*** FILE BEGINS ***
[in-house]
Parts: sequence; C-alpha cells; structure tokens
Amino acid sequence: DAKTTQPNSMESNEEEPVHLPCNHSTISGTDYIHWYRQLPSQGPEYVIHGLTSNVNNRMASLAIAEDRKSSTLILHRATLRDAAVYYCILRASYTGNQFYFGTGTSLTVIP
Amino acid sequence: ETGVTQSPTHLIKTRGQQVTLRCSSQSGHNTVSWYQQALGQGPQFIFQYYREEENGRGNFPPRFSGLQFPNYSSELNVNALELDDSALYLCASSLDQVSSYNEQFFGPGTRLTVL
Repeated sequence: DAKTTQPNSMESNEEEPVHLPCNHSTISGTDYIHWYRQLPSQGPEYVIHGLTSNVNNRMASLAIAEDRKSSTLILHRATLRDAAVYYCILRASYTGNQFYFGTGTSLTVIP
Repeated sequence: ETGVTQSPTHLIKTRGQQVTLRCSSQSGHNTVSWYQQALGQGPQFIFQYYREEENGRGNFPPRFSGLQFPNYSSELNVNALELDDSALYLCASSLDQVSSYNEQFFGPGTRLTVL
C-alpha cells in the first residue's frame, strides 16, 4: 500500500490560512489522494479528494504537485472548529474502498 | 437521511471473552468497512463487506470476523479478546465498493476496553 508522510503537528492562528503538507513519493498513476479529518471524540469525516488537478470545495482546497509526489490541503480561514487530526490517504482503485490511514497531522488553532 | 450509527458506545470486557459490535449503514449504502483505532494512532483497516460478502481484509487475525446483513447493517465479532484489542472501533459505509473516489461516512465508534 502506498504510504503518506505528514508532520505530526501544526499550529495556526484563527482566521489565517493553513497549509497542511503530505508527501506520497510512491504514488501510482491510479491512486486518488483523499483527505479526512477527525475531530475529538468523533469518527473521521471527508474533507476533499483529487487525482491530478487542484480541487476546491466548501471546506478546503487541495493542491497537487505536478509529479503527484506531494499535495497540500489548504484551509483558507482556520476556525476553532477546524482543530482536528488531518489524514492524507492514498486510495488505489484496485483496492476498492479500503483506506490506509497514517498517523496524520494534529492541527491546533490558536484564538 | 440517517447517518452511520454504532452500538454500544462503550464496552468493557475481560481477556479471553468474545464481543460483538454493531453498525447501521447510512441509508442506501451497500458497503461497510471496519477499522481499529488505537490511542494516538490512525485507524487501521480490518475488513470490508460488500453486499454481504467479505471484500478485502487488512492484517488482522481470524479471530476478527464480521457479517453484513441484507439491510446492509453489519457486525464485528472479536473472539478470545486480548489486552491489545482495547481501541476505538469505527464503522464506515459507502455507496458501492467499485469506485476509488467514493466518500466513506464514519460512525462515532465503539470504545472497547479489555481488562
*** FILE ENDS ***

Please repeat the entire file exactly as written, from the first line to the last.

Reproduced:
[in-house]
Parts: sequence; C-alpha cells; structure tokens
Amino acid sequence: DAKTTQPNSMESNEEEPVHLPCNHSTISGTDYIHWYRQLPSQGPEYVIHGLTSNVNNRMASLAIAEDRKSSTLILHRATLRDAAVYYCILRASYTGNQFYFGTGTSLTVIP
Amino acid sequence: ETGVTQSPTHLIKTRGQQVTLRCSSQSGHNTVSWYQQALGQGPQFIFQYYREEENGRGNFPPRFSGLQFPNYSSELNVNALELDDSALYLCASSLDQVSSYNEQFFGPGTRLTVL
Repeated sequence: DAKTTQPNSMESNEEEPVHLPCNHSTISGTDYIHWYRQLPSQGPEYVIHGLTSNVNNRMASLAIAEDRKSSTLILHRATLRDAAVYYCILRASYTGNQFYFGTGTSLTVIP
Repeated sequence: ETGVTQSPTHLIKTRGQQVTLRCSSQSGHNTVSWYQQALGQGPQFIFQYYREEENGRGNFPPRFSGLQFPNYSSELNVNALELDDSALYLCASSLDQVSSYNEQFFGPGTRLTVL
C-alpha cells in the first residue's frame, strides 16, 4: 500500500490560512489522494479528494504537485472548529474502498 | 437521511471473552468497512463487506470476523479478546465498493476496553 508522510503537528492562528503538507513519493498513476479529518471524540469525516488537478470545495482546497509526489490541503480561514487530526490517504482503485490511514497531522488553532 | 450509527458506545470486557459490535449503514449504502483505532494512532483497516460478502481484509487475525446483513447493517465479532484489542472501533459505509473516489461516512465508534 502506498504510504503518506505528514508532520505530526501544526499550529495556526484563527482566521489565517493553513497549509497542511503530505508527501506520497510512491504514488501510482491510479491512486486518488483523499483527505479526512477527525475531530475529538468523533469518527473521521471527508474533507476533499483529487487525482491530478487542484480541487476546491466548501471546506478546503487541495493542491497537487505536478509529479503527484506531494499535495497540500489548504484551509483558507482556520476556525476553532477546524482543530482536528488531518489524514492524507492514498486510495488505489484496485483496492476498492479500503483506506490506509497514517498517523496524520494534529492541527491546533490558536484564538 | 440517517447517518452511520454504532452500538454500544462503550464496552468493557475481560481477556479471553468474545464481543460483538454493531453498525447501521447510512441509508442506501451497500458497503461497510471496519477499522481499529488505537490511542494516538490512525485507524487501521480490518475488513470490508460488500453486499454481504467479505471484500478485502487488512492484517488482522481470524479471530476478527464480521457479517453484513441484507439491510446492509453489519457486525464485528472479536473472539478470545486480548489486552491489545482495547481501541476505538469505527464503522464506515459507502455507496458501492467499485469506485476509488467514493466518500466513506464514519460512525462515532465503539470504545472497547479489555481488562